Sherlock Holmes rose and lit his pipe. “No doubt you think that you are complimenting me in comparing me to Dupin,” he observed. “Now, in my opinion, Dupin was a very inferior fellow. That trick of his of breaking in on his friends’ thoughts with an apropos remark after a quarter of an hour’s silence is really very showy and superficial. He had some analytical genius, no doubt; but he was by no means such a phenomenon as Poe appeared to imagine.”
“Have you read Gaboriau’s works?” I asked. “Does Lecoq come up to your idea of a detective?”
Sherlock Holmes sniffed sardonically. “Lecoq was a miserable bungler,” he said, in an angry voice; “he had only one thing to recommend him, and that was his energy. That book made me positively ill. The question was how to identify an unknown prisoner. I could have done it in twenty-four hours. Lecoq took six months or so. It might be made a text-book for detectives to teach them what to avoid.” (A Study in Scarlet)
It is one of the recurring metatextual jokes of Sir Arthur Conan Doyle’s Sherlock Holmes stories that their protagonist believes he could write them better than their narrator. In ‘The Copper Beeches’, for example, Holmes declares that Watson has “erred perhaps in attempting to put colour and life into each of your statements instead of confining yourself to the task of placing upon record that severe reasoning from cause to effect which is really the only notable feature about the thing.” In one of only two stories the Master deigned to write himself, Holmes remarks of this ongoing spat with his Boswell that, “I have often had occasion to point out to him how superficial are his own accounts and to accuse him of pandering to popular taste instead of confining himself rigidly to facts and figures.”
Admittedly, in that self-penned story, ‘The Blanched Soldier’, the Great Detective admits that he found in the writing of a case that some thought to the entertainment of the reader is necessary. But one wonders how he would feel about Steven Moffat and Mark Gatiss, the latest series of whose twenty-first-century update of Holmes and Watson, Sherlock, has just finishing airing.
I began more or less as a fan of Sherlock, but as early as the first episode of its second season I was becoming ambivalent; by last year’s “special”, I’d fallen out badly with the show. I wrote then that, “There are hopes here for a Sherlock in series four more aware of his faults, but the show’s own instincts seem to remain less self-critical”, and I take only a little bit of pleasure in having been proven prescient. The first of the new trio of episodes, ‘The Six Thatchers’, seemed to be aimed at doing what Doyle did so many years ago in ‘The Empty House’: reboot the series. It did so via some highly rushed resolutions of several previous cliffhangers, which allowed us to reach a montage of old-fashioned case-solving: Sherlock in his rooms at Baker Street, interviewing clients and putting together pieces of puzzles. Then, as again Doyle had done before them, Moffat and Gatiss killed off Watson’s wife.
One of Sherlock‘s biggest problems – in many ways its original sin -has been to miss the attraction of Doyle’s original stories. The series has assumed at almost every point that what matters is Sherlock Holmes – his psychoses, his addictions, his cruelties and his heroisms – but this was never the case. What mattered in those original stories, and what made Sherlock‘s opening episodes different, was the focus on the relationship between Holmes and Watson. It can hardly be said that Sherlock has entirely ignored that dynamic – the legion of online slash fiction writers happily lapping up every nuance of every scene between them is proof enough that there is material here, there is scope. In this sense, ‘The Six Thatchers’ did its best: by killing off Mary Morstan, and looking at how her self-sacrifice for Sherlock Holmes might affect his relationship with her widowed husband, Sherlock was trying to get back to basics.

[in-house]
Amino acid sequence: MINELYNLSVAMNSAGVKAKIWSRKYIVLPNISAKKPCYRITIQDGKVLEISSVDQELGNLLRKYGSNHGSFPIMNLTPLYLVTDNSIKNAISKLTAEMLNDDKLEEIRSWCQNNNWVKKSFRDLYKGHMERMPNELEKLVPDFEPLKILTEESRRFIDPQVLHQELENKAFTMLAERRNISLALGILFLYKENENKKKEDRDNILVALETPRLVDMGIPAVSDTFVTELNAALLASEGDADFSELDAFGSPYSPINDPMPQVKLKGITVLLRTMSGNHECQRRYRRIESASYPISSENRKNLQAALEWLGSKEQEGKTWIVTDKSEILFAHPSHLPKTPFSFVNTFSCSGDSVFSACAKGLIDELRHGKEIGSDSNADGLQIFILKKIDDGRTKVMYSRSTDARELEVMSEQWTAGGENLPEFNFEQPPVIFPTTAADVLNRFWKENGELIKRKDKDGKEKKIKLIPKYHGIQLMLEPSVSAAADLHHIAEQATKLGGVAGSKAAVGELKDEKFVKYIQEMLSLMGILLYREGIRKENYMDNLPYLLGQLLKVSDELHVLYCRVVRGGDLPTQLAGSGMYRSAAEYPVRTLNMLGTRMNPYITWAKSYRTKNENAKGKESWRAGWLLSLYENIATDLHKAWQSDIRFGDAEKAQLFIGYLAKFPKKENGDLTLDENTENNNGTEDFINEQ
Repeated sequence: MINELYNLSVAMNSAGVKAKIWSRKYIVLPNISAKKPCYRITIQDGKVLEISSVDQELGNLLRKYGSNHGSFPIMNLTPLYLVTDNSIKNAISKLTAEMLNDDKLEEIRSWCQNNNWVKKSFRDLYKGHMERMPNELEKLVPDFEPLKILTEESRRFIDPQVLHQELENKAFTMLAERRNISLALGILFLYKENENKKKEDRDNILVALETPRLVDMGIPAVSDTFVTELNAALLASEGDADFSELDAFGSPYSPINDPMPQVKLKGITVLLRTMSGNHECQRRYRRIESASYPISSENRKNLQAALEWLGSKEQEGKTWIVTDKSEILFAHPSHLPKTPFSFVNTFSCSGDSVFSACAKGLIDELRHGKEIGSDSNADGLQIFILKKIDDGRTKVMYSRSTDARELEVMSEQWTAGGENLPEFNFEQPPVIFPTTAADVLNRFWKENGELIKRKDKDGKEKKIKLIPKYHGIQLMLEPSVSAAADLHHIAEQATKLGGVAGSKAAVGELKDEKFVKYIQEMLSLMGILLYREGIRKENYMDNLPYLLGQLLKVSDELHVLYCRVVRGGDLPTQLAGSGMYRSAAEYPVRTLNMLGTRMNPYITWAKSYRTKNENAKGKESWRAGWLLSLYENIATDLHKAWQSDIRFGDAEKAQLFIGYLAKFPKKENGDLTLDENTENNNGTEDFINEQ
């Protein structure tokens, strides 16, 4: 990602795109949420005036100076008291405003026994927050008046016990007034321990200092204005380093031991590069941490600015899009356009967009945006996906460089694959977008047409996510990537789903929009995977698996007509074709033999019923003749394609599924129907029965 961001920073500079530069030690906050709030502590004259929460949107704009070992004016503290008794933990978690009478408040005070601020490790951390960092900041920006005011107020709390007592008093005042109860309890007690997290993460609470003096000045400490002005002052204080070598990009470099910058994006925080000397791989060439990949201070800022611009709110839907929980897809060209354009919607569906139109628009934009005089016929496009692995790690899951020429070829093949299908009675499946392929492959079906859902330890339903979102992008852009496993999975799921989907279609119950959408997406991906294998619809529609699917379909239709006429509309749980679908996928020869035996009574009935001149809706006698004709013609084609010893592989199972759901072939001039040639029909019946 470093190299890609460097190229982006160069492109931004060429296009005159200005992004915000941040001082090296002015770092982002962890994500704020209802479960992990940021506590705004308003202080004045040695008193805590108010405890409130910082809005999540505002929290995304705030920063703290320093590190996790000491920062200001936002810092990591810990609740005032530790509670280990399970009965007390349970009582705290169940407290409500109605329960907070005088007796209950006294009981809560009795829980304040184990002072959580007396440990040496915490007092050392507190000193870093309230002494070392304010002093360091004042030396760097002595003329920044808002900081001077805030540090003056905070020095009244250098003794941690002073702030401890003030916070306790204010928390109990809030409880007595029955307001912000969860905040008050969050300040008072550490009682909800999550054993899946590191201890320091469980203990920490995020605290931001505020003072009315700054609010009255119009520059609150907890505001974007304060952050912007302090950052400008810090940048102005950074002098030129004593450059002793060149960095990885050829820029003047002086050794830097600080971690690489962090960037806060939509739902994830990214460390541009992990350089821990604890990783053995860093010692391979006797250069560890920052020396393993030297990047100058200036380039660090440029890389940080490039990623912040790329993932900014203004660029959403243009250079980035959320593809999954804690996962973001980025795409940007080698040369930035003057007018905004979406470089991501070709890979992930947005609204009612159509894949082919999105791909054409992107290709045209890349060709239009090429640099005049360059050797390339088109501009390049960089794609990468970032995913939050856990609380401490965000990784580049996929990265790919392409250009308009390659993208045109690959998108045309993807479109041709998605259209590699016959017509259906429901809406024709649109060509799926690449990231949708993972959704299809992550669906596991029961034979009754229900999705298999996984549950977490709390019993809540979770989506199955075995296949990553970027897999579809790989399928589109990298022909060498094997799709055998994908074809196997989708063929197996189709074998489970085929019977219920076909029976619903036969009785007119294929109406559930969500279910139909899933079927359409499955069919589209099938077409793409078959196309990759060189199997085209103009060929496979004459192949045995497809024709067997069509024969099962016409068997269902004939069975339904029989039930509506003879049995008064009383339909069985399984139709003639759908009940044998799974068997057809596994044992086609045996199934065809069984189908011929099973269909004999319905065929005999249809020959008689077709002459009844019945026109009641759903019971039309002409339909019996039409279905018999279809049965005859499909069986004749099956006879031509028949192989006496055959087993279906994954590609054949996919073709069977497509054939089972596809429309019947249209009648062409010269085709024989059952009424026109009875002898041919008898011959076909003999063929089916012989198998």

But the show could not escape its own dread gravity: not only did Mary deserve rather more, in an adaptation which trumpets its updating of Holmes to a twenty-first-century milieu, than to become female fodder for the series’ central boys (even her Victorian forebear didn’t die for Sherlock Holmes); when Moffat and Gatiss had her leave behind a recorded video message not for her husband John but his best friend Sherlock, all that might have been achieved by the opening episode lay in tatters: it was not for Holmes and Watson, together, to find some meaning and win some justice in a Mary-less world; rather, it was for heroic, super-human Sherlock to save John from his own worst excesses. That is, it was – and shall always be – all about Benedict Cumberbatch’s sexy weirdo.
It was fortunate in papering over these cracks, then, that the season’s second episode, ‘The Lying Detective’, was Sherlock‘s strongest instalment certainly since ‘The Reichenbach Fall’ and very possibly since ‘The Great Game’. Toby Jones’s Culverton Smith may well be the show’s best villain, up to and including Andrew Scott’s over-used Moriarty: he is a caricature to be sure, but played with such conviction by Jones, and just close enough to what are improbable but all-too real cases in our own world, that we buy into the fiction. Sherlock hasn’t seemed to care too much about its own plausibility in this way for years, and if – inevitably – the episode closes with yet another Big Twist focused on Sherlock himself, at least ‘The Lying Detective’ had its moments: Sherlock conjuring a narrow kitchen in a London street to demonstrate how he has deduced the origin of a sun-bleached note; John receiving feedback from Sherlock’s adoring public about the quality of his blogs; Culverton Smith himself, perched over Sherlock’s deathbed, explaining to the audience’s mounting horror the cold logic of a serial killer.
If Sherlock never escapes the flashier parts of its DNA – Mrs Hudson screeching around a residential development in an Aston Martin, Euros Holmes appearing from nowhere with a bullet for John’s brain – ‘The Lying Detective’ held them all in an acceptable balance. It gave us hope that the show could do the impossible -break free of its years of accumulated weight and hype, and return to something approaching a show about two detectives and their relationship as they solved crimes. What Sherlock has always assumed is that bigger is better – the larger the canvas, the clearer and more large-writ its characterisation. In fact, the opposite is true: never has Sherlock been more entertaining than in its quieter moments, in those scenes where Freeman is allowed to act repressed, or Sherlock to doubt himself. For every naval treaty, the Victorian Sherlock Holmes had a half-dozen solitary cyclists; Sherlock Holmes does not need to save the world to be interesting.